Special purpose acquisition companies, or SPACs, have been on a rampage taking companies public in the past year or so. A SPAC, which is sometimes called a shell company or a blank-check company, consists of a corporation that solely exists to raise money by taking a company public.
The “sponsor” of a SPAC is the entity or management team that forms the SPAC in order to merge with an existing company. After forming the SPAC, the team goes through the process of locating a target company to acquire. The typical SPAC must find a target company and go through the approval and closing phase in under two years.
Sponsor shares in a SPAC
Sponsors of SPACs make money with the “promote” or 20 percent stake in the founder shares for a $25,000 purchase price. In addition, sponsors usually have the option to purchase founder warrants in the SPAC, which enables them to buy shares of the merged company at a certain price.
How SPAC sponsors make money
SPAC sponsors make money by making a minimum initial investment (usually $25,000) to get a 20 percent stake in the company. Hedge fund billionaire Bill Ackman has called the sponsor “promote” structure “one of the greatest gigs ever for the sponsor,” according to the Financial Times.
Is there a lockup period for sponsor shares?
In a traditional IPO, the lock-up period is 180 days from the pricing of the IPO. The lock-up period for shares in a SPAC is usually longer, often between 180 days and one year.
According to The New York Times, with SPACs, sometimes a provision is included that lets the sponsors out of the lock-up period. If shares are above $12 for more than 20 days in a 30-day period, the lock-up provision goes away and sponsors can sell much sooner.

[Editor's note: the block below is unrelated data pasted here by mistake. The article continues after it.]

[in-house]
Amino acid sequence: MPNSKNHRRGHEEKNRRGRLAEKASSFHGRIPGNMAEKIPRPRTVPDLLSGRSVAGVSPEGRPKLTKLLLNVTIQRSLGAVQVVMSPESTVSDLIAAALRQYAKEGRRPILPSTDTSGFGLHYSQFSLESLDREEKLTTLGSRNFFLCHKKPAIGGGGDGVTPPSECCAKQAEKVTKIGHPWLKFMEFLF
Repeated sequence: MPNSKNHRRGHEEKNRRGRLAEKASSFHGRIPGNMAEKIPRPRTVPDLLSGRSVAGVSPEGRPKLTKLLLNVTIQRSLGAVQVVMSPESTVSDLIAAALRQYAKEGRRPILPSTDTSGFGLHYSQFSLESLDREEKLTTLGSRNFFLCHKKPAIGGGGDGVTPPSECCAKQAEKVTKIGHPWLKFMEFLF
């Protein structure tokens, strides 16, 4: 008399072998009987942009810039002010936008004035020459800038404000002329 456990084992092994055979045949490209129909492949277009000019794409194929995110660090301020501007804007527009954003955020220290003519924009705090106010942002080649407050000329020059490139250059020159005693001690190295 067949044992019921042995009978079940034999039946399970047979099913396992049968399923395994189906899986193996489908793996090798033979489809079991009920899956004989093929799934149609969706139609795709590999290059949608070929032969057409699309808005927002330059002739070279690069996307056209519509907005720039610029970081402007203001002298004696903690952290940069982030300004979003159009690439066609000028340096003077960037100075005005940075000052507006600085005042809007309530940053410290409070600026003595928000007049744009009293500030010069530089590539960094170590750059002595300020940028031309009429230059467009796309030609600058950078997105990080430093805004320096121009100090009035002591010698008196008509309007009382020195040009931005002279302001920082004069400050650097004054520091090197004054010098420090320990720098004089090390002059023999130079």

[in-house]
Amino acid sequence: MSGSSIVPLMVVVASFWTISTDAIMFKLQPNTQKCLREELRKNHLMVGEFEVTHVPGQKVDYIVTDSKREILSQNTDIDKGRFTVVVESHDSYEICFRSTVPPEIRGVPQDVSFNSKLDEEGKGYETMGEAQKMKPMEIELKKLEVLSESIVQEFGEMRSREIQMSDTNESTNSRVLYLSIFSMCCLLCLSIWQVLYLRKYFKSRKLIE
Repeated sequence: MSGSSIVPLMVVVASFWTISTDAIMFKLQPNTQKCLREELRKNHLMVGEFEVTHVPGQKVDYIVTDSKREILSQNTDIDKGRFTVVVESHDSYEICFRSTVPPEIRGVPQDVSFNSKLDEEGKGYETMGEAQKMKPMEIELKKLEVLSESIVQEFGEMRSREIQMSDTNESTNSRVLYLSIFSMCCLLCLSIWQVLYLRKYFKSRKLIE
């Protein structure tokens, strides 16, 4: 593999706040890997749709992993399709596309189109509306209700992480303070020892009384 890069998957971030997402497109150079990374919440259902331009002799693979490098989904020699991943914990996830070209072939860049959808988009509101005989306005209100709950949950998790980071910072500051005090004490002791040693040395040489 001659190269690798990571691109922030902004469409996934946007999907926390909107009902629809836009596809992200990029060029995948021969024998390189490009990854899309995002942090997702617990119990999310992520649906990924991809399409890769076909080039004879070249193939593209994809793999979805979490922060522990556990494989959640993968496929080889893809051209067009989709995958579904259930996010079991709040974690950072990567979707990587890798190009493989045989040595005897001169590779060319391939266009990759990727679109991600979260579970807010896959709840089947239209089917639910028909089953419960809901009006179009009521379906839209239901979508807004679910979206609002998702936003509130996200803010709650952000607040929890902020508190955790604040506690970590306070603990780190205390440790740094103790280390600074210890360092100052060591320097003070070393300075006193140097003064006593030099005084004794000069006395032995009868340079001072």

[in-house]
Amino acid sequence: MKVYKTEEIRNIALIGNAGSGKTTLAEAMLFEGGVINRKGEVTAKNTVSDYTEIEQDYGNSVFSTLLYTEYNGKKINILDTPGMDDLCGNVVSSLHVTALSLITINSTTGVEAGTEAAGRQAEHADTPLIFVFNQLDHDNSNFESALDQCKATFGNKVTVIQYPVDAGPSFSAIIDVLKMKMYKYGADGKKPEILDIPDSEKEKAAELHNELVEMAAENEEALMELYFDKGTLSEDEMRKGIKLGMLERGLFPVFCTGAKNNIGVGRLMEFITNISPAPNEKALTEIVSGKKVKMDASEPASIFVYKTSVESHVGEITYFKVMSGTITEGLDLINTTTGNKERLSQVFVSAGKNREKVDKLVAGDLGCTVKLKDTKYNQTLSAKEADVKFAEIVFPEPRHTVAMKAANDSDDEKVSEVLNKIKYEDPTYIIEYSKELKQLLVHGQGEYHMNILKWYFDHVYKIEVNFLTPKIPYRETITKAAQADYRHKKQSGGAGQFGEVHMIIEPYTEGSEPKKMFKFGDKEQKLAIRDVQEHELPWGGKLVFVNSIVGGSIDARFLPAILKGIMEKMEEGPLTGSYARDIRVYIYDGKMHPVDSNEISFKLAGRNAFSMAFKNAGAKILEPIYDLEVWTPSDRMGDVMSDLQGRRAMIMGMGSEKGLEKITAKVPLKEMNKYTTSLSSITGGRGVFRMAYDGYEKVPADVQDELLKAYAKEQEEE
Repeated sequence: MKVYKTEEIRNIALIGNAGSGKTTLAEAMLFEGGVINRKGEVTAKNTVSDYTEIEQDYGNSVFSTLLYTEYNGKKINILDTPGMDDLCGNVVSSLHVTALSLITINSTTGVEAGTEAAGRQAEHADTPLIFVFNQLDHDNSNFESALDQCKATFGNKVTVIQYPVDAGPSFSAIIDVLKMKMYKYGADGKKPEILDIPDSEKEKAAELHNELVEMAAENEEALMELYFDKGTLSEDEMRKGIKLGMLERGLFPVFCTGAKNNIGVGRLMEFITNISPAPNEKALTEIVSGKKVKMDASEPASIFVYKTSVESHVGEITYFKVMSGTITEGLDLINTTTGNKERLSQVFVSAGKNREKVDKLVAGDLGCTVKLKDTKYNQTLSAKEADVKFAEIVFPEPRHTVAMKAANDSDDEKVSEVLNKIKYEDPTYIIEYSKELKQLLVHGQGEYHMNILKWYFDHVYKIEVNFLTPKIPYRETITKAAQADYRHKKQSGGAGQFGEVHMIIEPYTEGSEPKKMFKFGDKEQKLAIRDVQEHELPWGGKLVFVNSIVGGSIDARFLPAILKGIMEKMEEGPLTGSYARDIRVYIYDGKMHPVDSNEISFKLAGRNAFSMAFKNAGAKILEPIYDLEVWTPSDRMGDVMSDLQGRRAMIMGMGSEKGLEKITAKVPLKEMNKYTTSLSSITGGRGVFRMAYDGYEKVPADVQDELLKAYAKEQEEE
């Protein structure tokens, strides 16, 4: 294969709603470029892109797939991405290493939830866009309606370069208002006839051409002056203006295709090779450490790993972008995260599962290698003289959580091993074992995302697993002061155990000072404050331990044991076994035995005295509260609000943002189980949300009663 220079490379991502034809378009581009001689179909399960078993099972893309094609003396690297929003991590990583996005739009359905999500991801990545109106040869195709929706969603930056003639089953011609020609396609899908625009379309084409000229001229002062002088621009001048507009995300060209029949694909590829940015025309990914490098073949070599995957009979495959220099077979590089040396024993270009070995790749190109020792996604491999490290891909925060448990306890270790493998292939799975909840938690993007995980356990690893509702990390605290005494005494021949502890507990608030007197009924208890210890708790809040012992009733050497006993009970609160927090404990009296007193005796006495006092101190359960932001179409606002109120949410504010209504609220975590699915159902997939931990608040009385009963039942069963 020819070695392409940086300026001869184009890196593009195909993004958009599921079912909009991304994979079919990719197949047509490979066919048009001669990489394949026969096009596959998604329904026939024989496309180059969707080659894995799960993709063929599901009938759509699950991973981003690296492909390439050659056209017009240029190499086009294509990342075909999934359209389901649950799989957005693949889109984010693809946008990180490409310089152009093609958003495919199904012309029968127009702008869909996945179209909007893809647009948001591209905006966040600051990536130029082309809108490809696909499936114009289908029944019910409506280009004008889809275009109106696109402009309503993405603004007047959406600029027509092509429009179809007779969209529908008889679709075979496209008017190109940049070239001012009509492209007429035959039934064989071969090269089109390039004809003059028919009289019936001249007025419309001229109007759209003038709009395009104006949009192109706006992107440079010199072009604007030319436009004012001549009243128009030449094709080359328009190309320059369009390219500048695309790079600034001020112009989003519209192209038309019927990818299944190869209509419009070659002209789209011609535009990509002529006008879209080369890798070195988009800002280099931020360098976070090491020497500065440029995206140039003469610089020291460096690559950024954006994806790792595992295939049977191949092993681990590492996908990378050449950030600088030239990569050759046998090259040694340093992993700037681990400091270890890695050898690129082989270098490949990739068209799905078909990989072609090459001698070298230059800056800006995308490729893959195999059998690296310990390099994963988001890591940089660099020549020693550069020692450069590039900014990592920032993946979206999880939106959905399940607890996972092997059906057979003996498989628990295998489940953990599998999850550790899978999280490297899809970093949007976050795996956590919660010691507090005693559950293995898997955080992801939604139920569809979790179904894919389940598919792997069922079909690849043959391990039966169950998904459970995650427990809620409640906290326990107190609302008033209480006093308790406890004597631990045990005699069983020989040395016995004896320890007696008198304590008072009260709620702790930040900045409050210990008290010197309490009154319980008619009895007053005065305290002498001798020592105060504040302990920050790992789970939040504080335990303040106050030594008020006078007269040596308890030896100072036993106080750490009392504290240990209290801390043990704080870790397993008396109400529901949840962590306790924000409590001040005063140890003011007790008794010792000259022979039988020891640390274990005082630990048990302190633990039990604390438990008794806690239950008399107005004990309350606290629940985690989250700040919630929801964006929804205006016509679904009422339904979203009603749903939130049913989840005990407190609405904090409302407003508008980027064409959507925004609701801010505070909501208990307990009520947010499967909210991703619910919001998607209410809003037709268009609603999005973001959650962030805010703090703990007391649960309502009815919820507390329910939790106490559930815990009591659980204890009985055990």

Why SPACs are popular
Lately, SPACs have become popular in part due to the increased speed with which a company can go public compared to an IPO. Forbes also noted that SPACs make it easier to go public during times of market instability. SPACs are usually less expensive than an IPO process with banks or other major underwriters.
IPO costs include the underwriting fees, about 6.5 percent to 7 percent on a $100 million IPO. IPOs also require a host of other fees.
The benefits of SPACs include being an additional means of raising late-stage growth capital and offering more certainty in valuations. Forbes also noted that with SPACs, you can use forward-looking projections rather than only historical financial statements. This means companies that wouldn’t be able to go public with a traditional IPO might be able to via SPAC.
Are SPACs cost efficient compared to IPOs?
SPACs are often proclaimed to be less expensive than an IPO for the company going public. However, new research shows that the costs of going public might be much higher than previously assumed, according to Institutional Investor. Shares tend to drop significantly within a year after a merger, the recent study shows.